Senator Carla Nelson (R-Rochester) and the Minnesota Senate today approved The Veterans Restorative Justice Act, which aims to divert at-risk veterans toward probation and social service programs instead of jail time when they commit certain less-severe crimes. The Veterans Restorative Justice Act, much like successful drug courts, will provide options for sentencing courts to create positive outcomes for veterans suffering with service-connected PTSD, TBI, substance abuse or mental health conditions. The Senate approved the same bill in the August special session as well, but it did not pass the House at that time.
“Veterans are willing to stand in harm’s way to protect our freedoms. We must stand tall with them when they come home,” said Sen. Nelson. “Rather than jail time for lower-level crimes, we have a duty to help them get treatment and get back on a path toward a better life. This is a victory for all Minnesota veterans.”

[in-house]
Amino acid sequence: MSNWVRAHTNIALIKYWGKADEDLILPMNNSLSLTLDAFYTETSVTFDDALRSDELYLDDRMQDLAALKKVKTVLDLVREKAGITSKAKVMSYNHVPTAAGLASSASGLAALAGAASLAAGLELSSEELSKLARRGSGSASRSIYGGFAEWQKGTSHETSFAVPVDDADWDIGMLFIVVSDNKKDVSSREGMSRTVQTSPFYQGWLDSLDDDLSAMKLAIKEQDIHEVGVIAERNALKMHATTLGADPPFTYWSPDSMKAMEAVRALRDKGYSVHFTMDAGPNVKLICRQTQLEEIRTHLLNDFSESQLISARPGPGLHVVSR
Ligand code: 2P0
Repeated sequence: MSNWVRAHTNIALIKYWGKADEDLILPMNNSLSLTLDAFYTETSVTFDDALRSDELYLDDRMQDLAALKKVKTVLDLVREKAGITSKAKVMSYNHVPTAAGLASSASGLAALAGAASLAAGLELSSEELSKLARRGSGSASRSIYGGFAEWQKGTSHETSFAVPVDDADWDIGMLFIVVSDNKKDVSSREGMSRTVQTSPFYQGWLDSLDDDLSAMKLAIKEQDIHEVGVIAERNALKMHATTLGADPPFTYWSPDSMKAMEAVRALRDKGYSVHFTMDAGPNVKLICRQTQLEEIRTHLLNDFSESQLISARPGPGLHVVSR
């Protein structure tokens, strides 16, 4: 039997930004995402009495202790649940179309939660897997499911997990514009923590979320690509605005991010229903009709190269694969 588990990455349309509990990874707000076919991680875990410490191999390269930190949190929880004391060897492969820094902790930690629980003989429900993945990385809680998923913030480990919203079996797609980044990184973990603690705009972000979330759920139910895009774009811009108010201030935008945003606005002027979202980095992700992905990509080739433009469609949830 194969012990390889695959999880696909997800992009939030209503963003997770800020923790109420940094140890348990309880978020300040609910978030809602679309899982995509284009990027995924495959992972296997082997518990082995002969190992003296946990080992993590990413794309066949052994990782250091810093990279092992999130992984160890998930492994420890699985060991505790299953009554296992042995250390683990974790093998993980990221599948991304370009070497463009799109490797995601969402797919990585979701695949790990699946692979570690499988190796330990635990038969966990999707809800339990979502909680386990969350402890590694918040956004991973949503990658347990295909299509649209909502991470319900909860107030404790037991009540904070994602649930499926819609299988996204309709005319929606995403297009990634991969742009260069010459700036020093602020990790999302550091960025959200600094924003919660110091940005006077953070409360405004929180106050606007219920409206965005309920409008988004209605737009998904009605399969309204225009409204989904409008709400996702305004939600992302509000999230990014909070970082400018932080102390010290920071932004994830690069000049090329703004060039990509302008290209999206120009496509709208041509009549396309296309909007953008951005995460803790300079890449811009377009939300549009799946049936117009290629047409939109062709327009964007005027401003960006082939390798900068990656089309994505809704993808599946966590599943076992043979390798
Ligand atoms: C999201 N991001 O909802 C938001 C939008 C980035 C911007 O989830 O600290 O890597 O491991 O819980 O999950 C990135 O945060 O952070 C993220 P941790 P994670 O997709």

Several counties already have veterans treatment courts that help veterans receive treatment for their less severe crimes instead of prison. The Veterans Restorative Justice Act is not a mandate; it simply provides a statutory set of guidelines for veterans’ treatment in courts.
The bill recommends veterans be eligible for the diversionary program if their offense is below a severity level 7 on the state’s sentencing grid, and that they swear that the offense was committed due to one of several factors: service-connected sexual trauma, a traumatic brain injury, PTSD, a substance abuse disorder, or mental health condition. The court will investigate all claims. Veterans would be required to plead guilty and accept conditions of the court, including remaining sober and completing a treatment program.